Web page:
Framley Parsonage Paperback
Part of the The Penguin English Library series
This is the "Penguin English Library Edition" of "Framley Parsonage" by Anthony Trollope. 'He was sickened also with all these lies. His very soul was dismayed by the dirt through which he was forced to wade.
He had become unconsciously connected with the lowest dregs of mankind, and would have to see his name mingled with theirs in the daily newspapers'.
Mark Robarts is a clergyman with ambitions beyond his small country parish of Framley.
In a naive attempt to mix in influential circles, he agrees to guarantee a bill for a large sum of money for the disreputable local Member of Parliament, while being helped in his career in the Church by the same hand.
But the unscrupulous politician reneges on his financial obligations, and Mark must face the consequences this debt may bring to his family. "The Penguin English Library" - 100 editions of the best fiction in English, from the eighteenth century and the very first novels to the beginning of the First World War.
- Format: Paperback
- Pages: 688 pages
- Publisher: Penguin Books Ltd
- Publication Date: 26/07/2012
- Category: Classic fiction (pre c 1945)
- ISBN: 9780141199764
Showing 1 - 1 of 1 reviews.
Review by bookworm12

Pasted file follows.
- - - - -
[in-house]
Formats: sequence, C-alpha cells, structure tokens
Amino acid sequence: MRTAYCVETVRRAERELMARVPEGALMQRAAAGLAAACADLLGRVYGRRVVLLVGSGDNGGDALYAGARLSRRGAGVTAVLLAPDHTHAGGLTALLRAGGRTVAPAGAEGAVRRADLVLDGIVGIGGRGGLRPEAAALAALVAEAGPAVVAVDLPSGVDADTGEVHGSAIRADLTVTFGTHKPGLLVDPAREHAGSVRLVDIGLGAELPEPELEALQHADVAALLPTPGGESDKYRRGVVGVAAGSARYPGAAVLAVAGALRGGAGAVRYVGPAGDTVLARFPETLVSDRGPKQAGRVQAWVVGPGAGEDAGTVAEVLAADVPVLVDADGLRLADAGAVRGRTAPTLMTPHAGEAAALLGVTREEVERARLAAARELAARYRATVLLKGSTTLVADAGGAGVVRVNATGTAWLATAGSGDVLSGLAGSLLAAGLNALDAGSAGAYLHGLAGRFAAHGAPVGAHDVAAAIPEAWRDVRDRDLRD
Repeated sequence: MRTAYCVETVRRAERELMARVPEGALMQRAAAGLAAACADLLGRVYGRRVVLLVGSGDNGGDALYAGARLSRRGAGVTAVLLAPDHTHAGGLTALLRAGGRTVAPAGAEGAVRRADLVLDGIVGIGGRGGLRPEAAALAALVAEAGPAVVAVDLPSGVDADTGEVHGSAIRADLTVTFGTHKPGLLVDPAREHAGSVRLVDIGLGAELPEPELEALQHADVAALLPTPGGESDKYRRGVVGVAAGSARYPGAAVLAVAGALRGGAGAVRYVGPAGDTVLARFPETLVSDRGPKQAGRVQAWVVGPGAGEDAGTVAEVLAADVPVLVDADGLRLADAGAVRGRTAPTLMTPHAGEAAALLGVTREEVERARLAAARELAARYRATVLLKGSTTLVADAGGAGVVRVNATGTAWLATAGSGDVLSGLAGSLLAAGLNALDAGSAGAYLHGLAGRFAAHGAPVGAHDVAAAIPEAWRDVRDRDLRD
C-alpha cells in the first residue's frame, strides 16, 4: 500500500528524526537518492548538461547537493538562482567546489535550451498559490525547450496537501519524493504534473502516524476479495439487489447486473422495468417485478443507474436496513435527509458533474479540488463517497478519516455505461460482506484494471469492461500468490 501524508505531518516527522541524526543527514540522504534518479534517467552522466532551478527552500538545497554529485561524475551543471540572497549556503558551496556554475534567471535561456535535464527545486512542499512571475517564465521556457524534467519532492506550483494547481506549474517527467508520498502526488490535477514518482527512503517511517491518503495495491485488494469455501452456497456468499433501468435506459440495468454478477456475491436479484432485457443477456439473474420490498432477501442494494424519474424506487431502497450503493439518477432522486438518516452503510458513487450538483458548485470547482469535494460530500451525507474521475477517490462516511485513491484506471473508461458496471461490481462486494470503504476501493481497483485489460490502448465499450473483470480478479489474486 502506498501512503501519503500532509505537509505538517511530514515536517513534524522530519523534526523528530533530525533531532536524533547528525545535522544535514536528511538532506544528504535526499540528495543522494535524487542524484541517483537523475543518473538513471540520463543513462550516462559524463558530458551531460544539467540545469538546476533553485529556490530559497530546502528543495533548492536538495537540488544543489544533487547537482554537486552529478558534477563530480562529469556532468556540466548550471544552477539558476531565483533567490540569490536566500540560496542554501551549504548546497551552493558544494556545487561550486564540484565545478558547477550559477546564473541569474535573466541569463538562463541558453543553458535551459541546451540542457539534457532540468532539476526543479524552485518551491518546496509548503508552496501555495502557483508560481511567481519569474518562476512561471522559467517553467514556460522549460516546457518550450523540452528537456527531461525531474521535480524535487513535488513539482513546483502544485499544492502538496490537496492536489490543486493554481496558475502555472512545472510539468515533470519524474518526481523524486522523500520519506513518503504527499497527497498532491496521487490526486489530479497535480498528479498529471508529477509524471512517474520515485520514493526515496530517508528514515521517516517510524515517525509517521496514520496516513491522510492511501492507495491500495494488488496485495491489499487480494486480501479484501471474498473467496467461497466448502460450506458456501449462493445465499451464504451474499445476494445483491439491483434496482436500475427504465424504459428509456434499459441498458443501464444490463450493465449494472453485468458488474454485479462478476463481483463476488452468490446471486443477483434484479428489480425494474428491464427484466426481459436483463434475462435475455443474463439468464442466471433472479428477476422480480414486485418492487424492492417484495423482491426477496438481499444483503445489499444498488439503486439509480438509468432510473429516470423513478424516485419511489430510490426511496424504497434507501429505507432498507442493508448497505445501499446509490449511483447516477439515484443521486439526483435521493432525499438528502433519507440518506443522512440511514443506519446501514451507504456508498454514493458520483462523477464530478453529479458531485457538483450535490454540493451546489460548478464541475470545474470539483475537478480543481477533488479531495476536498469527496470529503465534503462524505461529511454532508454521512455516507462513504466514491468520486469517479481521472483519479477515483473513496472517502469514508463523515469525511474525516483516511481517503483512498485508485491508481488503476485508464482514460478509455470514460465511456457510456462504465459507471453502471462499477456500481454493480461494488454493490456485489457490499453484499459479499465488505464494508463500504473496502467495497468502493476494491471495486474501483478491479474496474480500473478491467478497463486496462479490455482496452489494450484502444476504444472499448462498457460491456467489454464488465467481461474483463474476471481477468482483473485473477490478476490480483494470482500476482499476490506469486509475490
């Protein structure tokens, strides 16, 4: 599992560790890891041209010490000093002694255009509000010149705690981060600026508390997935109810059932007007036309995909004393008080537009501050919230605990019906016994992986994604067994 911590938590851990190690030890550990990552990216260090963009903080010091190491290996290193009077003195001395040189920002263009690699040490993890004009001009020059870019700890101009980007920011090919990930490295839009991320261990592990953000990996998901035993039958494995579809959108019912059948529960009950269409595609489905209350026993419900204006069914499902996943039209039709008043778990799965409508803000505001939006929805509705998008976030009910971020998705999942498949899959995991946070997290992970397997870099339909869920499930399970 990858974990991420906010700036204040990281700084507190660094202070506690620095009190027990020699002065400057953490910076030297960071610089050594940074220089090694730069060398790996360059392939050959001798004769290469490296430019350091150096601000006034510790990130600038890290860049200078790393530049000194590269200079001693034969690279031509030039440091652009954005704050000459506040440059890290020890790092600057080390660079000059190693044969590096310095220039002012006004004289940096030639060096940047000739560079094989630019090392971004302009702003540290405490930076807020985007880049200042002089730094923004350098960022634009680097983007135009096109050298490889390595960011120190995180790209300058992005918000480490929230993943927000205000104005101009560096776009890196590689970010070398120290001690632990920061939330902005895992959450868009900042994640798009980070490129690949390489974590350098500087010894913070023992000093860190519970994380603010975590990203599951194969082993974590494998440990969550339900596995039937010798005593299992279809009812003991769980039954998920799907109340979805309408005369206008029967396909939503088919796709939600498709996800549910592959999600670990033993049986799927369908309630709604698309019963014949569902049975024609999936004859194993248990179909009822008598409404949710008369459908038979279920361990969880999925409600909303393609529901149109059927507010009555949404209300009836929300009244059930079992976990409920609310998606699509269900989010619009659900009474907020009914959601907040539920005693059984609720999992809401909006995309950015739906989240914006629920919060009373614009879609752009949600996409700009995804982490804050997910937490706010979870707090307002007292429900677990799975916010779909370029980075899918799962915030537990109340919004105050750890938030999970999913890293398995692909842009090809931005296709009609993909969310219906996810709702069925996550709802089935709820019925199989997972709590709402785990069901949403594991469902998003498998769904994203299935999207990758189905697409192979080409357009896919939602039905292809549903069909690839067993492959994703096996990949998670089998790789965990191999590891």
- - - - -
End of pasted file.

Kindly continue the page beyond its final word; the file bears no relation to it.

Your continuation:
This is the book that started the whole readalong. After reading and loving Jo Walton’s “Tooth and Claw” I found out that it’s a retelling of Framley Parsonage using dragons. The entire Chronicles of Barsetshire readalong was started because I was curious how the original novel compared to the dragon-filled version and I’m OCD, so obviously I had to read the first three books in the series before getting to this one. There are two main plots in the book; the first revolves around the young impetuous clergyman, Mark Robarts and a shady financial decision. He guarantees a bill for an untrustworthy man, which puts his own future in jeopardy. The second plot regards his sister Lucy and the wealthy Lord Lufton who falls for her. Lufton’s mother is opposed to the marriage and Lucy feels that to accept the Lord without his mother’s approval would be wrong. The strength of the novel lies in its characters’ sincere struggles. We feel for Lucy as she wrestles with her feelings. Our hearts break for Mark Robarts even though we know he made a stupid mistake. Trollope has built a fascinating world within the Barsetshire society and now four books into the series we recognize characters and remember their stories from previous books. **A few of my favorite SPOILERY scenes:When Fanny Robarts finds out about her husband’s financial ruin she is beyond kind and patient. She makes it clear to him that no matter what happens, she is on his side. He already feels ashamed and sick for what he’s done and nothing she could have said would have made him regret his actions more. Choosing to show him love and forgiveness in that situation was such a demonstration of strength and compassion. I was absolutely giddy over Doctor Thorne’s sweet romance with Martha Dunstable. They were not young, but with the help of his niece they both realized how happy they would be together. His honest-to-a-fault love letter was too funny. It’s never too late to find love. **SPOILERS OVER** BOTTOM LINE: I so enjoyed this one, but I will say I couldn’t help comparing it to “Tooth and Claw” throughout the book. Both are great, but adding dragons to the mix adds a special layer of fun. I love that this novel has more depth and a few additional side plots that the retelling skipped. Mark Robarts character was particularly good, since in “Tooth and Claw” he becomes a straightforward villain. After Doctor Thorne I think this is my favorite of the series so far.